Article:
top of page

Killing Nothing

by Boldy James & Real Bad Man

Released May 20, 2022 via Real Bad Man Records

Reviewed May 31, 2022

Top tracks (based on community voting)
Open Door (44%), Water Under the Bridge (39%), Game Time (39%)

As Griselda’s sole representative of Detroit, Boldy James’ position amongst the primarily Buffalo-based heavyweights could have easily seen him take a backseat role. Yet, with every release since 2020’s The Price of Tea In China—the first of three collaborations with The Alchemist—Boldy James continues to refine his grimy sound and stand out as one of the collective’s most intriguing emcees. Killing Nothing marks his second collaboration with Real Bad Man, coming just about a year and half after Real Bad Boldy. Continuing themes of his previous efforts and those common amongst many Griselda-affiliated artists, the lyricism of Killing Nothing focuses heavily on cocaine as it intertwines with Boldy’s rap career and the greater picture of street life in general. Rooted in boom bap, Real Bad Man’s production fosters a sinister atmosphere even within relative simplicity. James slides on every second of it, operating with a level of poise that's rarely seen alongside such gritty, crime-laced drug raps. His stories indicate that he’s seen it all, but his delivery indicates a desensitization to it all and an attitude that’s as cutthroat as it is apathetic. Grimy street rap has been seeing a resurgence in recent years, but few rappers possess the storytelling ability and realness of Boldy James; Killing Nothing is just another example in a string of good to great projects proving so. – Dominick (8.5/10)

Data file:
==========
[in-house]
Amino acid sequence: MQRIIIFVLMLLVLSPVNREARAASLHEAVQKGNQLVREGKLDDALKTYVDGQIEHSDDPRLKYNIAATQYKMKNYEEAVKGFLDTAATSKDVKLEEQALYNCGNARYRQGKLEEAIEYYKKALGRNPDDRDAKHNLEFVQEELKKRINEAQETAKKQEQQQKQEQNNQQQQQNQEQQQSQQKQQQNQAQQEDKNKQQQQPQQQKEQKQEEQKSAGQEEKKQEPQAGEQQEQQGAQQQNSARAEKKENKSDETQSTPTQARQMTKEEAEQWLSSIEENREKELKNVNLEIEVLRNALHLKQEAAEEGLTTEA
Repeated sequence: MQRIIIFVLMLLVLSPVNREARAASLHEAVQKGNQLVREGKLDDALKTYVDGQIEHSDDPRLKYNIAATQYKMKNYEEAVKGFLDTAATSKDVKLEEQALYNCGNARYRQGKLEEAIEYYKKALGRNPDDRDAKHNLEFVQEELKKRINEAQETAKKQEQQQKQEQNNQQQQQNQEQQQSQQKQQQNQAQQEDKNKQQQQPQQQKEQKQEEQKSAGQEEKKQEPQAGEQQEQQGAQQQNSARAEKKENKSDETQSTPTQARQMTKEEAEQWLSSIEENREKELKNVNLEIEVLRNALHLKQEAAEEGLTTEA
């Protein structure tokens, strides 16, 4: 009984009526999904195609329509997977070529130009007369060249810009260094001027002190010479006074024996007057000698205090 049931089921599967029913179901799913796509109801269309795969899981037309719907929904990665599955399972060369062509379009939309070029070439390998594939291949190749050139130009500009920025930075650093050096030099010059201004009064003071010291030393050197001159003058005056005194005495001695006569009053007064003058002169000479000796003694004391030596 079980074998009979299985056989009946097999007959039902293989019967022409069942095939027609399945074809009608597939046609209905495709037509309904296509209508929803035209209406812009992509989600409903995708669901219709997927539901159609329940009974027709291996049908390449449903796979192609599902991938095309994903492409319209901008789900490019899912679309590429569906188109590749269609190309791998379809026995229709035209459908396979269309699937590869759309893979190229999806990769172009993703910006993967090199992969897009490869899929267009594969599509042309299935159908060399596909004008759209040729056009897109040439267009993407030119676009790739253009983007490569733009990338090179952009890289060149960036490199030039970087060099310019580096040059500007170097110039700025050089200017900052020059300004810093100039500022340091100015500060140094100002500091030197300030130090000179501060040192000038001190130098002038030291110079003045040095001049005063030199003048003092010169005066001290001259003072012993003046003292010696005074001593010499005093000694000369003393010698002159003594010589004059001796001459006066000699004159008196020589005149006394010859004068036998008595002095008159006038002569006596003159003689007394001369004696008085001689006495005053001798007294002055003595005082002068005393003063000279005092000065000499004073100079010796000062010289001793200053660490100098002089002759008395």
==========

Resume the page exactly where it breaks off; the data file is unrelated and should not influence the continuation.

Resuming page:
The imaginative mind of one Boldy James has cast his legacy in the likeness of Slick Rick, or Big L, whose pristine cadence and picturesque storytelling have gone above and beyond the norms of their respective eras. As Boldy Blocks well knows, iron sharpens iron, and his trademarked hazy bars have gone to battle with the likes of The Alchemist, Jay Versace, and Sterling Toles. For the second time, Boldy re-enters the creative arena with Real Bad Man, a Los Angeles-based collective of multimedia producers, to put pain in on yet another solid record. BoJack projects a slightly sinister, mainly cunning outlook on the events of his checkered past; Real Bad Man provides a soundtrack for James to flow on each track with the support of instrumental backdrops, looped for cartoonish effect. What Killing Nothing lacks in comparison to Boldy’s collaborations with The Alchemist, are the robust emotional perspectives from which he tends to rap from. Thankfully for Boldy, routinely releasing albums is a practice in keeping himself sharp, and fans fed, somewhat diluting the need for each project to meet amazing standards. Ironically, Boldy James is killing just about everything these days. – DeVán (7.7/10)

Alan: 8.5/10 | Dominick: 8.5/10 | Pax: 8.4/10 | Jared: 8/10

DeVán: 7.7/10 | Cam: 7/10 | Jacques: 6/10


bottom of page